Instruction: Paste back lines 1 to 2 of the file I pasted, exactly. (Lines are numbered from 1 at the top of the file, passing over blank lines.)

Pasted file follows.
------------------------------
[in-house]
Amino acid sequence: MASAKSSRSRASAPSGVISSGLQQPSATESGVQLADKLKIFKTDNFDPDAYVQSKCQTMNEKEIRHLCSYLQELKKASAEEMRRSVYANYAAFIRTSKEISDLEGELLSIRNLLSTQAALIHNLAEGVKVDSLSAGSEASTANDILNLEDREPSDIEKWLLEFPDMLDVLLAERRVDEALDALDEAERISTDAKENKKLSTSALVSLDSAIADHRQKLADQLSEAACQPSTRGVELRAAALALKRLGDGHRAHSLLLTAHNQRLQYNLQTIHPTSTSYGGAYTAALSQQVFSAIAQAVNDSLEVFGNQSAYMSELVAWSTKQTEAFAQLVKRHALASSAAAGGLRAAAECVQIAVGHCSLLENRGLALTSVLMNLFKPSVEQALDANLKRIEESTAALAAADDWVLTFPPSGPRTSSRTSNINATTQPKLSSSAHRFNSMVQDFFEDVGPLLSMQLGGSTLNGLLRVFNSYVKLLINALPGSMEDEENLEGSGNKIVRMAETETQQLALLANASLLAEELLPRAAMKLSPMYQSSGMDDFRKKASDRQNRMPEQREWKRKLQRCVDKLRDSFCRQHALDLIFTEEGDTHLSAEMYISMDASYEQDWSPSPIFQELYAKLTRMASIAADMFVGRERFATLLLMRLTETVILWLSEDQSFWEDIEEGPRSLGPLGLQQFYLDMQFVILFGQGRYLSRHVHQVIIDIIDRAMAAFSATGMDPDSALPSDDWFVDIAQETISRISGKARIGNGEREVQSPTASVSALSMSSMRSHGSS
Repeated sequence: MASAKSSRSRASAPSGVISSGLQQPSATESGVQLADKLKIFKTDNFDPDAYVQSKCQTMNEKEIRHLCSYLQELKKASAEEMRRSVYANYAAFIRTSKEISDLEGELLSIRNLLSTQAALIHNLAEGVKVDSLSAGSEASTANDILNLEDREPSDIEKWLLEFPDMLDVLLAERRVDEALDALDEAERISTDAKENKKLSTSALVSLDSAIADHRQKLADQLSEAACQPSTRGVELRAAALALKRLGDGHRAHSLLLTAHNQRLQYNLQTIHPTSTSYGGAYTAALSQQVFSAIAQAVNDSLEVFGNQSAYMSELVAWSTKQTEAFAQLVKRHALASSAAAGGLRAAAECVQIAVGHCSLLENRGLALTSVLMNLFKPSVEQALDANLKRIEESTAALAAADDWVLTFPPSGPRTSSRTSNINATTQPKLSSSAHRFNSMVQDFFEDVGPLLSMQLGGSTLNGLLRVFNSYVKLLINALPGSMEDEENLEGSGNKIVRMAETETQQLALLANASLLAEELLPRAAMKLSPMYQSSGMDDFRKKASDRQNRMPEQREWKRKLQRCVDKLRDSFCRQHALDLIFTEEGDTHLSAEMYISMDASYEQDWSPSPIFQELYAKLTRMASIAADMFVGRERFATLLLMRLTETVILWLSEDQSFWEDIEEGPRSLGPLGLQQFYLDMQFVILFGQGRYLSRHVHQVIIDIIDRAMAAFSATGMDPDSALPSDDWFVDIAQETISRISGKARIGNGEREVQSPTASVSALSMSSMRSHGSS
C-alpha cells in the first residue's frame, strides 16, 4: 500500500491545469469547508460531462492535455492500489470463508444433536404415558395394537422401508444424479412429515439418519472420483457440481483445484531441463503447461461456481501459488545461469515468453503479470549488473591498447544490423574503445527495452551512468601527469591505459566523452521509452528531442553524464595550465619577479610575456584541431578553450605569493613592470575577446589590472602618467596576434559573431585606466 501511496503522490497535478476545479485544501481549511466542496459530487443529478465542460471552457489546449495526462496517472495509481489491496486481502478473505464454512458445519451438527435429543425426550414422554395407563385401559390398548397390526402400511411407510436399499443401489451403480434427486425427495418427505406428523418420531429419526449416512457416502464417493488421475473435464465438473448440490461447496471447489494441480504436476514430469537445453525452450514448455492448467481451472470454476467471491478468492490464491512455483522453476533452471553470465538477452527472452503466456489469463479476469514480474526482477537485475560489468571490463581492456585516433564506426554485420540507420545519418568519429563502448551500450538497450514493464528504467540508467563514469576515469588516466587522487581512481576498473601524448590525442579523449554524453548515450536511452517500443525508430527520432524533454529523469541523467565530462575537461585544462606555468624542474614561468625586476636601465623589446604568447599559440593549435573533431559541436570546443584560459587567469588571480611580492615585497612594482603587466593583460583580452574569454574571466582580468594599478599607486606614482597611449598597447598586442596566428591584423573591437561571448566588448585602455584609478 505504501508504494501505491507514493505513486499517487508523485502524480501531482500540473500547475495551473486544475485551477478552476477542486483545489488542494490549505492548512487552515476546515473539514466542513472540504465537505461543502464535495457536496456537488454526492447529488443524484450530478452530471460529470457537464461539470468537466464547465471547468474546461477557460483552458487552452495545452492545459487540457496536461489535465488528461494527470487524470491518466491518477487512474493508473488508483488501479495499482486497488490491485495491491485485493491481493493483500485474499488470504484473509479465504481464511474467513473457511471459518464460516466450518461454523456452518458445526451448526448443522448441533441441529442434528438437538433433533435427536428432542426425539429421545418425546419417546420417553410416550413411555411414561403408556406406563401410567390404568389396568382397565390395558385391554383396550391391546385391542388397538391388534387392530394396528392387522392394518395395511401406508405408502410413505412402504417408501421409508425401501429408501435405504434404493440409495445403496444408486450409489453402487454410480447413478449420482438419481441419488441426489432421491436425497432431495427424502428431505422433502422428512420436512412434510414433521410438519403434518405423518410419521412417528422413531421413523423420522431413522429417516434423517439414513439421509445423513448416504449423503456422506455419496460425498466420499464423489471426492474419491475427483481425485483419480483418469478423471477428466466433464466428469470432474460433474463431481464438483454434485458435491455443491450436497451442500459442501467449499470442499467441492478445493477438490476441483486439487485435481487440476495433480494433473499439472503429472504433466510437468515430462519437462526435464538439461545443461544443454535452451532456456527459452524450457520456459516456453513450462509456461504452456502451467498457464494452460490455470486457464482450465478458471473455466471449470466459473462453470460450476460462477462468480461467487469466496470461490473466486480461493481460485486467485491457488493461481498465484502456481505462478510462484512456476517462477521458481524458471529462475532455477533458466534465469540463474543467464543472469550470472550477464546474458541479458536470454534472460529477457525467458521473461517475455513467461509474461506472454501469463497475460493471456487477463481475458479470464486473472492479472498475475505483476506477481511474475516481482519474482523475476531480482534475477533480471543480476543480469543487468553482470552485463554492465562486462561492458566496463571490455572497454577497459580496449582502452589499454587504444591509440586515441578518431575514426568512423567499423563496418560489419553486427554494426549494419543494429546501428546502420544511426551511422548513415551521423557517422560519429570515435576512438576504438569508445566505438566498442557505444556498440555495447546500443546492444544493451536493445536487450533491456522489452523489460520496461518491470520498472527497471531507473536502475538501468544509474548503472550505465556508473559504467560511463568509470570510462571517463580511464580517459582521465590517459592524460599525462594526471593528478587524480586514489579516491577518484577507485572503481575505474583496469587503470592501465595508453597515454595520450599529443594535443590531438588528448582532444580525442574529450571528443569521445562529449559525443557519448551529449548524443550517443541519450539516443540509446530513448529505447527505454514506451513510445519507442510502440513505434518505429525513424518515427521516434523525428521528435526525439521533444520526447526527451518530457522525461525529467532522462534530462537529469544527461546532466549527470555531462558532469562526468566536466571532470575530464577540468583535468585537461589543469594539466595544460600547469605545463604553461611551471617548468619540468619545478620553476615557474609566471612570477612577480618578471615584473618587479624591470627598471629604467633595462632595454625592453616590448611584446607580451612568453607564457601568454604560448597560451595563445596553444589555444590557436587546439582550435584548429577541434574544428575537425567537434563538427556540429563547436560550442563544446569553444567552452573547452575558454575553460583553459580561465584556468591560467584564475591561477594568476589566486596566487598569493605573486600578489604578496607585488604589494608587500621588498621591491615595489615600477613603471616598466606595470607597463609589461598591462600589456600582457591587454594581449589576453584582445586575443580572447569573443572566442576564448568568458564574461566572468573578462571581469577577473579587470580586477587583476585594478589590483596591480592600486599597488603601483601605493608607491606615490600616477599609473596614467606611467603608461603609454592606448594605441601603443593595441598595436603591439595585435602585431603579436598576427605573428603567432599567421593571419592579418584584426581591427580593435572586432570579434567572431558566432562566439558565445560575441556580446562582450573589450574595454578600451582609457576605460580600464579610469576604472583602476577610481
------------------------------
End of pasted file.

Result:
[in-house]
Amino acid sequence: MASAKSSRSRASAPSGVISSGLQQPSATESGVQLADKLKIFKTDNFDPDAYVQSKCQTMNEKEIRHLCSYLQELKKASAEEMRRSVYANYAAFIRTSKEISDLEGELLSIRNLLSTQAALIHNLAEGVKVDSLSAGSEASTANDILNLEDREPSDIEKWLLEFPDMLDVLLAERRVDEALDALDEAERISTDAKENKKLSTSALVSLDSAIADHRQKLADQLSEAACQPSTRGVELRAAALALKRLGDGHRAHSLLLTAHNQRLQYNLQTIHPTSTSYGGAYTAALSQQVFSAIAQAVNDSLEVFGNQSAYMSELVAWSTKQTEAFAQLVKRHALASSAAAGGLRAAAECVQIAVGHCSLLENRGLALTSVLMNLFKPSVEQALDANLKRIEESTAALAAADDWVLTFPPSGPRTSSRTSNINATTQPKLSSSAHRFNSMVQDFFEDVGPLLSMQLGGSTLNGLLRVFNSYVKLLINALPGSMEDEENLEGSGNKIVRMAETETQQLALLANASLLAEELLPRAAMKLSPMYQSSGMDDFRKKASDRQNRMPEQREWKRKLQRCVDKLRDSFCRQHALDLIFTEEGDTHLSAEMYISMDASYEQDWSPSPIFQELYAKLTRMASIAADMFVGRERFATLLLMRLTETVILWLSEDQSFWEDIEEGPRSLGPLGLQQFYLDMQFVILFGQGRYLSRHVHQVIIDIIDRAMAAFSATGMDPDSALPSDDWFVDIAQETISRISGKARIGNGEREVQSPTASVSALSMSSMRSHGSS